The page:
Experimental autoimmune encephalomyelitis in rodents (EAE) is an accepted in vivo model for immunopathogenic mechanisms underlying multiple sclerosis (MS) and tests possible treatment options because it mimics many of the disease patterns. The current treatments for delaying MS progression include cytostatic, immunomodulatory drugs such as mitoxantrone, cyclophosphamide (CY), biological agents such as interferon (IFN)-beta, natalizumab and random polymer glatiramer acetate. Unfortunately, all of these compounds have potentially serious side effects, some require systemic administration, and the biological agents are costly and immunogenic, causing response failure during prolonged treatment. With this aim in mind, the purpose of the current research was to examine the effects of endogenous substances such as N-palmitoylethanolamine (PEA). PEA is an endogenous fatty acid amide belonging to the family of the N-acylethanolamines (NAEs). Recently, several studies demonstrated that PEA is an important analgesic, anti-inflammatory and neuroprotective mediator, acting at several molecular targets in both central and sensory nervous systems as well as immune cells. The effect of PEA daily administered was investigated in rats and mice developing EAE. A multidisciplinary approach was employed to study behavior and biochemical parameters. In our study we found that PEA counteracts the clinical course and pathology of monophasic EAE in myelin basic protein-immunized Lewis rats and the progression of EAE induced in C57BL/6 mice by immunization with myelin oligodendrocyte glycoprotein. Our results show that PEA treatment had a beneficial effect on the two different EAE models.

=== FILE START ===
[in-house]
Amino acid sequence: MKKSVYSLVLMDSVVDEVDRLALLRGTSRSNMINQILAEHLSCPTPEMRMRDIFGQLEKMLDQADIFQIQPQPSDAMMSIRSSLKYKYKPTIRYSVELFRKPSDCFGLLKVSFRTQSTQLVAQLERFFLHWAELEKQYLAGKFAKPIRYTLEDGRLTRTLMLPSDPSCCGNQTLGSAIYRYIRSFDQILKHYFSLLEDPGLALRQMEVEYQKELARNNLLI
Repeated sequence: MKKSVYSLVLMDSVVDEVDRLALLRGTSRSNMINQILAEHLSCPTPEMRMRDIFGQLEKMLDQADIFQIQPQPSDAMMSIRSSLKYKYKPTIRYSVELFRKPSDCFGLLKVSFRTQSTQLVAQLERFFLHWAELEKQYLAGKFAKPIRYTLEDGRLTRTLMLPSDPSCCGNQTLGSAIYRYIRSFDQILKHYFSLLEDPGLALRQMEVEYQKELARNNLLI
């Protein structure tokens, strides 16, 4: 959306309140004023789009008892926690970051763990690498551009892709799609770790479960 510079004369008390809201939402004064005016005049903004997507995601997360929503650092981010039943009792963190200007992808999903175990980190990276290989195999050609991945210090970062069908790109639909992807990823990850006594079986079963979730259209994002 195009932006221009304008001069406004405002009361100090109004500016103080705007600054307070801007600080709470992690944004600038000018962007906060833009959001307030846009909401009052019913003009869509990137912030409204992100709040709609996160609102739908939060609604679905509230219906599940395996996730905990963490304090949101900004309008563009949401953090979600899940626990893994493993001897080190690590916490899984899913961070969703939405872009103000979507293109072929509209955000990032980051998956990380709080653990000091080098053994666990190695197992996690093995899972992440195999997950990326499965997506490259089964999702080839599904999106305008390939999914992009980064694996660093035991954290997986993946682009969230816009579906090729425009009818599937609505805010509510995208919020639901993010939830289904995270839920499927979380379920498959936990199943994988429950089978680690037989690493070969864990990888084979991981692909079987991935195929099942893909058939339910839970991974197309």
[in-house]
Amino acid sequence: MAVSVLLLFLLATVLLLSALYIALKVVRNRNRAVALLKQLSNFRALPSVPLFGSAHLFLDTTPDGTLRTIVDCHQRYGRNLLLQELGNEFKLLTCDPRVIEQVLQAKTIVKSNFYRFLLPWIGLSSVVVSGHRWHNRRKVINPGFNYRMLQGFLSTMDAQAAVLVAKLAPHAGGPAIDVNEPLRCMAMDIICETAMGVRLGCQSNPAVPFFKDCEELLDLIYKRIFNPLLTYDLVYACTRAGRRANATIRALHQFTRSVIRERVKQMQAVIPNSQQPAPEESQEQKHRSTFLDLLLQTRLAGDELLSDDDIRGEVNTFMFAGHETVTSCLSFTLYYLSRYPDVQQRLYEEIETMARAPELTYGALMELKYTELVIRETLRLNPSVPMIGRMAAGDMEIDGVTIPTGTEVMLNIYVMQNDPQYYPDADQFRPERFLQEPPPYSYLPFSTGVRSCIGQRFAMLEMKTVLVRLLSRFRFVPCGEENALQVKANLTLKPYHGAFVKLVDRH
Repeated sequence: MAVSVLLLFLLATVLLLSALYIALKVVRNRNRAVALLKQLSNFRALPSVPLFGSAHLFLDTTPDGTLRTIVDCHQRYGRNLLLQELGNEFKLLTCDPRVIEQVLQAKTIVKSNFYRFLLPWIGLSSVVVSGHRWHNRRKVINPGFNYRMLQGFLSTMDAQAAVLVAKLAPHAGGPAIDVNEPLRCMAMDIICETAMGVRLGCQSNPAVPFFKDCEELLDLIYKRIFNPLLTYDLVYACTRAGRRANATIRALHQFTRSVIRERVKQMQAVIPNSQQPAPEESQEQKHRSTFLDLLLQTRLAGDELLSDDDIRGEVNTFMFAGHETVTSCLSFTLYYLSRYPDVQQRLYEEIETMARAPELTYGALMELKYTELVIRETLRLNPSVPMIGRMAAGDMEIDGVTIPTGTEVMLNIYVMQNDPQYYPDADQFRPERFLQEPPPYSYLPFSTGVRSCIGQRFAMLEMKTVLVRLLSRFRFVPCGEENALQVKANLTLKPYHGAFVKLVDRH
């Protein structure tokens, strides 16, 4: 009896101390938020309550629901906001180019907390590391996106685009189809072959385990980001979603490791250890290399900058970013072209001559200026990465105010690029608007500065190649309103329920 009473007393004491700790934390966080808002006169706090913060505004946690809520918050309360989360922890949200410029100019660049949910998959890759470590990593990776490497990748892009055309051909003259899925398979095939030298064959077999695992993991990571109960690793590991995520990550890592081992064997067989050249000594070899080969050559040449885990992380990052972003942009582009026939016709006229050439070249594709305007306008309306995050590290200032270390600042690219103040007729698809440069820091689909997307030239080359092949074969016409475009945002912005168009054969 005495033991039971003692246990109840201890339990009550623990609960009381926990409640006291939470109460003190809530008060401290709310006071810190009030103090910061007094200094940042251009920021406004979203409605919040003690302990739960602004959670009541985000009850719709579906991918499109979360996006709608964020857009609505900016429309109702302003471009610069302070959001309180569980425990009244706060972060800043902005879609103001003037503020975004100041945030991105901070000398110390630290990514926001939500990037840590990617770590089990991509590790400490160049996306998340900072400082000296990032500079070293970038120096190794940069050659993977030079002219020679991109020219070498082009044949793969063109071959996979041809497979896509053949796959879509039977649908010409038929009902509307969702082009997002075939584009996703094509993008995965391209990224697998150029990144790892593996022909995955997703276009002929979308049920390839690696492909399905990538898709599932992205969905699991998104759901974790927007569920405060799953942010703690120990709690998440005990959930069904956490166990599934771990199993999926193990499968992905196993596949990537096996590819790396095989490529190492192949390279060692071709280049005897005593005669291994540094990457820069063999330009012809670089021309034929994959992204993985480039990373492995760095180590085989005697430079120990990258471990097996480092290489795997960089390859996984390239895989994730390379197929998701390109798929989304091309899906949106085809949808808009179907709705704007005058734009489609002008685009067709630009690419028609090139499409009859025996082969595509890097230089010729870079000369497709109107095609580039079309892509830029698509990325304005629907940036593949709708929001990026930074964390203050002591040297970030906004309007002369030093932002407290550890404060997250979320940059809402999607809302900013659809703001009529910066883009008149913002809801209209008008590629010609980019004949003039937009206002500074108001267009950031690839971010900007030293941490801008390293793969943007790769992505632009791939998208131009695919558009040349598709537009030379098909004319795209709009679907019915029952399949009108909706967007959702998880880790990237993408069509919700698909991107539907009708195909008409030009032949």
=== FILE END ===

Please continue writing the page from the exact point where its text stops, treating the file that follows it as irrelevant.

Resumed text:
- Experimental autoimmune encephalomyelitis
- Multiple sclerosis
ASJC Scopus subject areas
- Immunology and Allergy